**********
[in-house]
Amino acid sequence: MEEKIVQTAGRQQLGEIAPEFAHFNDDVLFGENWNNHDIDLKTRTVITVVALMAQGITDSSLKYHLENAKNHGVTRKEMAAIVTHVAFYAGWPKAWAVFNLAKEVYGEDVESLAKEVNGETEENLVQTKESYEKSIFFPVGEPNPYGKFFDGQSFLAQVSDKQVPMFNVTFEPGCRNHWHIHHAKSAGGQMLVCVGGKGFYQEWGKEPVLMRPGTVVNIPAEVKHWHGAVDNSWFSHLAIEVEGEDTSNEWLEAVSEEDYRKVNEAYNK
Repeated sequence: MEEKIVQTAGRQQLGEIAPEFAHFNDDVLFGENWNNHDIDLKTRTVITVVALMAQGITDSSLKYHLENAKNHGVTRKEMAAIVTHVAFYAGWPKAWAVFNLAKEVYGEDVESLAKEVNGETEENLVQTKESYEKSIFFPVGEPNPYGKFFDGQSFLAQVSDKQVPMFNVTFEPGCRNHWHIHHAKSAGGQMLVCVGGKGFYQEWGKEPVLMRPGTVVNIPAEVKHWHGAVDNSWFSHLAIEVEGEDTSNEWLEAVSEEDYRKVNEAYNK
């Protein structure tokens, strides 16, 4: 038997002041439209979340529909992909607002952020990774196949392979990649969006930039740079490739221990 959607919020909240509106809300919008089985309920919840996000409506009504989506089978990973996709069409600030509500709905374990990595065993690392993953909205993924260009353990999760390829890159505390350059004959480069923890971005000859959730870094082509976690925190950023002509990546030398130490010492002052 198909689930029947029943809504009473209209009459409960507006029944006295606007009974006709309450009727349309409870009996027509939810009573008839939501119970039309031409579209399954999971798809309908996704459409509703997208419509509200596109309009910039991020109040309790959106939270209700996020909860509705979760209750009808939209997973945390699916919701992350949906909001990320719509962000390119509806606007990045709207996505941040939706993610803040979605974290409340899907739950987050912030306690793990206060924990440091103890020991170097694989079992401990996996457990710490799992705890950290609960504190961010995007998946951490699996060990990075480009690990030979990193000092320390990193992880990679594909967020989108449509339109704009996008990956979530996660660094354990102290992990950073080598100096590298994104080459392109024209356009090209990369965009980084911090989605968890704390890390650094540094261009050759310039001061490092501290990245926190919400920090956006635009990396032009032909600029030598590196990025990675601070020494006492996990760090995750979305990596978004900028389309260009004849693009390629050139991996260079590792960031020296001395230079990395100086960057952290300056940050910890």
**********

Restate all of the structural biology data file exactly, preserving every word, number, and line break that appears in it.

[in-house]
Amino acid sequence: MEEKIVQTAGRQQLGEIAPEFAHFNDDVLFGENWNNHDIDLKTRTVITVVALMAQGITDSSLKYHLENAKNHGVTRKEMAAIVTHVAFYAGWPKAWAVFNLAKEVYGEDVESLAKEVNGETEENLVQTKESYEKSIFFPVGEPNPYGKFFDGQSFLAQVSDKQVPMFNVTFEPGCRNHWHIHHAKSAGGQMLVCVGGKGFYQEWGKEPVLMRPGTVVNIPAEVKHWHGAVDNSWFSHLAIEVEGEDTSNEWLEAVSEEDYRKVNEAYNK
Repeated sequence: MEEKIVQTAGRQQLGEIAPEFAHFNDDVLFGENWNNHDIDLKTRTVITVVALMAQGITDSSLKYHLENAKNHGVTRKEMAAIVTHVAFYAGWPKAWAVFNLAKEVYGEDVESLAKEVNGETEENLVQTKESYEKSIFFPVGEPNPYGKFFDGQSFLAQVSDKQVPMFNVTFEPGCRNHWHIHHAKSAGGQMLVCVGGKGFYQEWGKEPVLMRPGTVVNIPAEVKHWHGAVDNSWFSHLAIEVEGEDTSNEWLEAVSEEDYRKVNEAYNK
């Protein structure tokens, strides 16, 4: 038997002041439209979340529909992909607002952020990774196949392979990649969006930039740079490739221990 959607919020909240509106809300919008089985309920919840996000409506009504989506089978990973996709069409600030509500709905374990990595065993690392993953909205993924260009353990999760390829890159505390350059004959480069923890971005000859959730870094082509976690925190950023002509990546030398130490010492002052 198909689930029947029943809504009473209209009459409960507006029944006295606007009974006709309450009727349309409870009996027509939810009573008839939501119970039309031409579209399954999971798809309908996704459409509703997208419509509200596109309009910039991020109040309790959106939270209700996020909860509705979760209750009808939209997973945390699916919701992350949906909001990320719509962000390119509806606007990045709207996505941040939706993610803040979605974290409340899907739950987050912030306690793990206060924990440091103890020991170097694989079992401990996996457990710490799992705890950290609960504190961010995007998946951490699996060990990075480009690990030979990193000092320390990193992880990679594909967020989108449509339109704009996008990956979530996660660094354990102290992990950073080598100096590298994104080459392109024209356009090209990369965009980084911090989605968890704390890390650094540094261009050759310039001061490092501290990245926190919400920090956006635009990396032009032909600029030598590196990025990675601070020494006492996990760090995750979305990596978004900028389309260009004849693009390629050139991996260079590792960031020296001395230079990395100086960057952290300056940050910890």